Packing the Supreme Court

Marshal H. Tanick, BridgeTower Media Newswires

“Th' supreme coort follows th’ iliction returns.”
— Humorist Finley Peter Dunne, Mr. Dooley’s Opinions (1900)

The outcome of the election probably has shelved, at least for the time being, the issue of enlarging membership of the U.S. Supreme Court. That concept of “court packing,” had taken on a major political hue in the wake of the appointment of new Justice Amy Comey Barrett.

A substantial number of Democrats support the concept; nearly all Republicans, many independents, and even some Democrats, are opposed. That leaves, as is often the case in politics, the undecided at the crux of the controversy.

But if the Republicans retain their slender majority in the Senate and within only a narrow margin for Democrats in the House of Representatives, the proposition seems stillborn, regardless of who occupies the White House.

Politics aside, history and pragmatism may make the proposition a prudent one.


Not novel

Expanding the size of the U.S. Supreme Court would not be that novel, although it certainly would be running into strong headwinds. The size of the tribunal in the nation’s capital has varied from six at its outset down to five and up to 10 justices, one for each federal circuit, numbers that occasionally invited, but rarely produced tie votes.

Some Republicans, incidentally, have advocated the reverse: court unpacking. During Barack Obama’s presidency, a diverse handful of GOP senators, ranging from Ted Cruz of Texas to Arizona’s John McCain, suggested a smaller Supreme Court. And one, Tom Cotton of Arkansas, advocates cutting the number of lower federal court jurists for fear that Obama or his successor, then seeming to be Hillary Clinton, would fill the existing or future vacancies.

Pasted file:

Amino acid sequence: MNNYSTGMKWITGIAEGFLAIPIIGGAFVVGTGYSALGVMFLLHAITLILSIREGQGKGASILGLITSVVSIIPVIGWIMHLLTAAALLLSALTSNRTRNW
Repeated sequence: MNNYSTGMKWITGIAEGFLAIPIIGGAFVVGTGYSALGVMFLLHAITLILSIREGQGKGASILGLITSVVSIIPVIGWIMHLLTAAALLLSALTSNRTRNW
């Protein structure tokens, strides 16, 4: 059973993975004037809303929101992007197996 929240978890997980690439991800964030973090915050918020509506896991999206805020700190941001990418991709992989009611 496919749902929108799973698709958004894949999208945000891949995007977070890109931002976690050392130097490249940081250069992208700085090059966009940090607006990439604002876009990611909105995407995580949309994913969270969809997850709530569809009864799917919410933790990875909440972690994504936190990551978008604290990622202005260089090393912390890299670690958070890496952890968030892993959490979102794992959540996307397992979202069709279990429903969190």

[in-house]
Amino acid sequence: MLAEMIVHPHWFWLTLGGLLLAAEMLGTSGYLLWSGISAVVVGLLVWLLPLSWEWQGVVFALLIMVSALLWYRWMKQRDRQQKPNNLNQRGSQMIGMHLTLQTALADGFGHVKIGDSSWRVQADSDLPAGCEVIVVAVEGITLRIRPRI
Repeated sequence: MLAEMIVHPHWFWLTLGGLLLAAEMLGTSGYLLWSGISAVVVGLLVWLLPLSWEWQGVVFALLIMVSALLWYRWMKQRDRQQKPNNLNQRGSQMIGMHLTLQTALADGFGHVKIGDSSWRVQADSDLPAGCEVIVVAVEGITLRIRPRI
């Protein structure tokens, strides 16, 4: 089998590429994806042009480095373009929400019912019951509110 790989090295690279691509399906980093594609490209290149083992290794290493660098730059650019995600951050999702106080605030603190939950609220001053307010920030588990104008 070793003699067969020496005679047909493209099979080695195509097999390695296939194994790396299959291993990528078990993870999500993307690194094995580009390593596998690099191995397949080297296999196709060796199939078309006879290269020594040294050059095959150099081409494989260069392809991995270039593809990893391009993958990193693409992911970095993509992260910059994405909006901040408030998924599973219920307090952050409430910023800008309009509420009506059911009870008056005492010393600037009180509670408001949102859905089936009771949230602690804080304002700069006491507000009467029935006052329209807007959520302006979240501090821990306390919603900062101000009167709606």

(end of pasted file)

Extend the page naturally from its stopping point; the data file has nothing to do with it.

But the number of high court jurists has been stabilized by federal statute, 28 U.S.C. § 1, since 1869 at the current number of nine, apart from vacancies due to resignation or death. Its mandate that the high court “shall consist of a Chief Justice … and eight associate judges.”


Roosevelt’s reasons

The last overture to change the law and add justices, Franklin Delano Roosevelt’s effort to boost membership, has given the concept a bad taste and a troublesome term, “court packing.”

It came about as FDR’s response to some rulings by the conservative-leaning court, composed primarily of elderly pre-New Deal Republican appointees overturning certain of his New Deal programs. The group, known by the “Four Horsemen” included Pierce Butler, Minnesota’s first high court jurist. Under the ill-fated FDR plan, the court would be packed with a new justice, up to a half-dozen, for every justice who was 70½ years old (remember that number) who had been on that bench for at least a decade. It was viewed negatively by the public, including many in Roosevelt’s own Democratic Party, and was soon defeated in Congress.

But the short-lived plan had some significant effects. One was that the court, perhaps fearful of changes to its composition, veered off in a different direction and soon, with the defection of an early version of a “swing justice,” Owen Roberts, thereafter upheld three key pieces of New Deal legislation, including the Social Security Act, National Labor Relations Act, and other economic regulatory measures central to the recovery from the Depression.

Those important judicial victories were balanced against major GOP successes in the ensuing off-year congressional elections, winning an extraordinary 72 new seats in the House of Representatives, one-sixth of that body, and gaining seven new senators. These triumphs effectively brought Roosevelt’s domestic legislation to an end, coupled with the increased attention and resources devoted to foreign affairs and military matters as World War II loomed in Europe and the Pacific.


Legal Luddites

While Roosevelt’s “packing” proposal then and the one being aired now by the modern version of his party have political roots, expanding the number of Supreme Court justices seems sensible to some for wholly apolitical reasons of practicality.